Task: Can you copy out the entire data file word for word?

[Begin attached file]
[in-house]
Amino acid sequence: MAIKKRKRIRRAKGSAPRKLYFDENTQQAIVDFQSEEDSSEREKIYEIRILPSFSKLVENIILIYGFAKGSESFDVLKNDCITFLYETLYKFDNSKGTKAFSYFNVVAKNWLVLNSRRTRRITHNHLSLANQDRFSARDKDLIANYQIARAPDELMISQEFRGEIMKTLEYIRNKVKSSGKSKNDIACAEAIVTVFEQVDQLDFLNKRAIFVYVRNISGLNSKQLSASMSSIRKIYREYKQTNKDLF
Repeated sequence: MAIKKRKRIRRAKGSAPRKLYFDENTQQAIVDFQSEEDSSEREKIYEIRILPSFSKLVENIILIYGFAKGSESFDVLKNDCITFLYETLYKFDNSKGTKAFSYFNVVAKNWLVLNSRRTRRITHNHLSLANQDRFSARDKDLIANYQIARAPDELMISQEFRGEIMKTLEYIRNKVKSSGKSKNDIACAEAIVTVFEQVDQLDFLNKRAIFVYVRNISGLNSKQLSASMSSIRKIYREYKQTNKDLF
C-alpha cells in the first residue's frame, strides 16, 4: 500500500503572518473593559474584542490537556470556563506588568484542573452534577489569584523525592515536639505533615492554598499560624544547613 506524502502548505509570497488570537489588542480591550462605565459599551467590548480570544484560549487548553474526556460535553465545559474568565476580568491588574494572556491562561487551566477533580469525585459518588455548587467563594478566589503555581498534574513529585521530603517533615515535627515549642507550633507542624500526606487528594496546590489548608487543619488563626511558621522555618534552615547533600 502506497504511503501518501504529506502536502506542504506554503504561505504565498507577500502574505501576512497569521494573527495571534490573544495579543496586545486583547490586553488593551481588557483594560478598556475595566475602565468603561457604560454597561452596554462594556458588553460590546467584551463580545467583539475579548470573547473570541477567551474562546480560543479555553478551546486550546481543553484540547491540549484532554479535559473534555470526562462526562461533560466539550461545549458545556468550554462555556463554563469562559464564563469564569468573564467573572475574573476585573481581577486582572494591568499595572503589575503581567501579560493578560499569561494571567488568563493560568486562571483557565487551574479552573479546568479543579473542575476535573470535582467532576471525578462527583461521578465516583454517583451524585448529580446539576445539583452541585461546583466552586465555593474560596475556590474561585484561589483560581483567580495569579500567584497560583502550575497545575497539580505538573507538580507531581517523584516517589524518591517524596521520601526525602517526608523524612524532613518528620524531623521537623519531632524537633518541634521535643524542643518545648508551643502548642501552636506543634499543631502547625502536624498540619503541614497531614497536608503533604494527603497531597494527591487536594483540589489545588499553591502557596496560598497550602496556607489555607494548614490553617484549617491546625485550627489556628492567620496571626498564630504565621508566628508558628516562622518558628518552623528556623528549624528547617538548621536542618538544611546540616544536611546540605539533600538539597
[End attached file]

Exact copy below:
[in-house]
Amino acid sequence: MAIKKRKRIRRAKGSAPRKLYFDENTQQAIVDFQSEEDSSEREKIYEIRILPSFSKLVENIILIYGFAKGSESFDVLKNDCITFLYETLYKFDNSKGTKAFSYFNVVAKNWLVLNSRRTRRITHNHLSLANQDRFSARDKDLIANYQIARAPDELMISQEFRGEIMKTLEYIRNKVKSSGKSKNDIACAEAIVTVFEQVDQLDFLNKRAIFVYVRNISGLNSKQLSASMSSIRKIYREYKQTNKDLF
Repeated sequence: MAIKKRKRIRRAKGSAPRKLYFDENTQQAIVDFQSEEDSSEREKIYEIRILPSFSKLVENIILIYGFAKGSESFDVLKNDCITFLYETLYKFDNSKGTKAFSYFNVVAKNWLVLNSRRTRRITHNHLSLANQDRFSARDKDLIANYQIARAPDELMISQEFRGEIMKTLEYIRNKVKSSGKSKNDIACAEAIVTVFEQVDQLDFLNKRAIFVYVRNISGLNSKQLSASMSSIRKIYREYKQTNKDLF
C-alpha cells in the first residue's frame, strides 16, 4: 500500500503572518473593559474584542490537556470556563506588568484542573452534577489569584523525592515536639505533615492554598499560624544547613 506524502502548505509570497488570537489588542480591550462605565459599551467590548480570544484560549487548553474526556460535553465545559474568565476580568491588574494572556491562561487551566477533580469525585459518588455548587467563594478566589503555581498534574513529585521530603517533615515535627515549642507550633507542624500526606487528594496546590489548608487543619488563626511558621522555618534552615547533600 502506497504511503501518501504529506502536502506542504506554503504561505504565498507577500502574505501576512497569521494573527495571534490573544495579543496586545486583547490586553488593551481588557483594560478598556475595566475602565468603561457604560454597561452596554462594556458588553460590546467584551463580545467583539475579548470573547473570541477567551474562546480560543479555553478551546486550546481543553484540547491540549484532554479535559473534555470526562462526562461533560466539550461545549458545556468550554462555556463554563469562559464564563469564569468573564467573572475574573476585573481581577486582572494591568499595572503589575503581567501579560493578560499569561494571567488568563493560568486562571483557565487551574479552573479546568479543579473542575476535573470535582467532576471525578462527583461521578465516583454517583451524585448529580446539576445539583452541585461546583466552586465555593474560596475556590474561585484561589483560581483567580495569579500567584497560583502550575497545575497539580505538573507538580507531581517523584516517589524518591517524596521520601526525602517526608523524612524532613518528620524531623521537623519531632524537633518541634521535643524542643518545648508551643502548642501552636506543634499543631502547625502536624498540619503541614497531614497536608503533604494527603497531597494527591487536594483540589489545588499553591502557596496560598497550602496556607489555607494548614490553617484549617491546625485550627489556628492567620496571626498564630504565621508566628508558628516562622518558628518552623528556623528549624528547617538548621536542618538544611546540616544536611546540605539533600538539597